With the upcoming U.S. elections dominating the airwaves, here are four elections in Ghana, Somalia, Cote d’Ivoire and the DRC you may not know about, but you should.
Ghana was the first African country to gain independence and since has been seen as a democratic leader on the continent. However, Ghana’s recent history has not been without its tribulations with a series of coups in the 70s and early 80s that threatened the democratic process. Recent elections have also been beleaguered by post-election disputes.
A major election for president and 275 members of parliament is scheduled for December 7, 2016. This year, President John Mahama (since 2012), of the National Democratic Congress (NDC) party, is facing Nana Nkufo-Addo of the centre-right New Patriotic Party (NPP). There are also candidates in three additional parties: the socialist Convention People’s party (CPP), the People’s National Convention, and the recently formed Progressive People’s party. However, a few of Ghana’s political parties are suing the Electoral Commission of Ghana for disqualifying their potential candidates after detecting errors in the nomination forms.
Somalia has begun the voting process for an Upper House, and currently 275 Lower House members. The president is due to be appointed on November 30, but there are some major issues including that 99% of Somalis don’t get a vote. Only 14,025 people were picked by clan elders and have been divided into electoral colleges. However, in 2012 the parliament was chosen by just 135 traditional leaders. These elections have been billed by some as a “small stumbling step on the road to democracy.” Another problem is corruption with a UN envoy acknowledging wide use of bribery to buy votes.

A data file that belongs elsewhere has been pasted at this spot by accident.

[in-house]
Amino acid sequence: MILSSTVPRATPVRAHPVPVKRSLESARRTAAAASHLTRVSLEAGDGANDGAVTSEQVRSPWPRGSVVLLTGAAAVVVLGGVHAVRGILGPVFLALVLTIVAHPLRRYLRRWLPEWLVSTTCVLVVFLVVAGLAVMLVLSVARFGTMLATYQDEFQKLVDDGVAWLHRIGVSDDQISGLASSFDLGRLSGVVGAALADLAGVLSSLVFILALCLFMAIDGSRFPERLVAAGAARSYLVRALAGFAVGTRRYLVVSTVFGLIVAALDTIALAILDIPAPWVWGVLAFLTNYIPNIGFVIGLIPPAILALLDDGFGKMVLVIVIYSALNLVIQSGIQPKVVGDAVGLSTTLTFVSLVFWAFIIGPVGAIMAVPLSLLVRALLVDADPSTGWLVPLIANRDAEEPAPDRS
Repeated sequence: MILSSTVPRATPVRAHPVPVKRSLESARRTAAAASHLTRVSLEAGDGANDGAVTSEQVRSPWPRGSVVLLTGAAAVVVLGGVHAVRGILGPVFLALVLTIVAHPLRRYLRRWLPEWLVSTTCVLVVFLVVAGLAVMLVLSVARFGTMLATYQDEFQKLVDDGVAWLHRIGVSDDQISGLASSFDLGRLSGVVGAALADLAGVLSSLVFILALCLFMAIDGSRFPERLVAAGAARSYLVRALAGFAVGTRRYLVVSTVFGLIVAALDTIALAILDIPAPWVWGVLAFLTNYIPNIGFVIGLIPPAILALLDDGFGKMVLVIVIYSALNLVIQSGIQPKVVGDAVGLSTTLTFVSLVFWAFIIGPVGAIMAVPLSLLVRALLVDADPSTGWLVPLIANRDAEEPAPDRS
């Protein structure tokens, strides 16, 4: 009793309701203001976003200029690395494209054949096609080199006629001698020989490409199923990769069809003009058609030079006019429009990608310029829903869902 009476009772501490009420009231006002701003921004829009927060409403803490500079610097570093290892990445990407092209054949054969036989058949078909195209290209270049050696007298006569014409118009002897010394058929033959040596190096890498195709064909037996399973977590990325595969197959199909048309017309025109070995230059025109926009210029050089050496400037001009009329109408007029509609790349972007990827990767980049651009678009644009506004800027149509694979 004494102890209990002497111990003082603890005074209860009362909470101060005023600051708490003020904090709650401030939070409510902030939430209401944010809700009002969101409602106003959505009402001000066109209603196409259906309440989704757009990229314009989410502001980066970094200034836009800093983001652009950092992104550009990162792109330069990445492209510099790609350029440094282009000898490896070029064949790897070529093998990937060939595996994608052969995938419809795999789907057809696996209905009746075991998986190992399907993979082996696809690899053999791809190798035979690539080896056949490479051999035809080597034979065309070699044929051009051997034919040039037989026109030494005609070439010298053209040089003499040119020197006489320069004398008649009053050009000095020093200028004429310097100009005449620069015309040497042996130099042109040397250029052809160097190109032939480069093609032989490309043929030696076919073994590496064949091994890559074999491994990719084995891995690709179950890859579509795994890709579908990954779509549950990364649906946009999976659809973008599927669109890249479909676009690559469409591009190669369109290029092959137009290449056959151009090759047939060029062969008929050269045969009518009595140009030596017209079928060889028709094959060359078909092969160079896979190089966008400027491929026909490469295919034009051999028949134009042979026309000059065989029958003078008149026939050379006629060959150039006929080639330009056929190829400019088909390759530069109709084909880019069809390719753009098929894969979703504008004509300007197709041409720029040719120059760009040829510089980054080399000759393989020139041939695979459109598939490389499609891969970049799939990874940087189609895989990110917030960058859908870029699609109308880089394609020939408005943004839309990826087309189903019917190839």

- Cote d’Ivoire
Did you know that last week, Cote D’Ivoire voted in a new constitution? An overwhelming majority of voters (over 90 percent) approved the new constitution, although turnout was low following an opposition boycott. The new constitution allows for the president to pick a vice president and set up a senate, of which a third would be picked by the president. It also gets rid of a controversial clause that had specified the parentage of future presidents.
The election was somewhat marred in that over 50 opposition leaders were arrested at protests and held in moving police vehicles for hours. There are some reports that some leaders were clubbed and others were dropped 100 kilometers away from their homes and forced to walk home.
- Democratic Republic of the Congo… sort of The Democratic Republic of the Congo was to have a presidential election on Nov. 27, 2016. Current president Joseph Kabila is due to finish his presidency due to term limits, but some are questioning his intentions. This election has been delayed until April 2018. In response, the US imposed sanctions on top DRC officials back in September.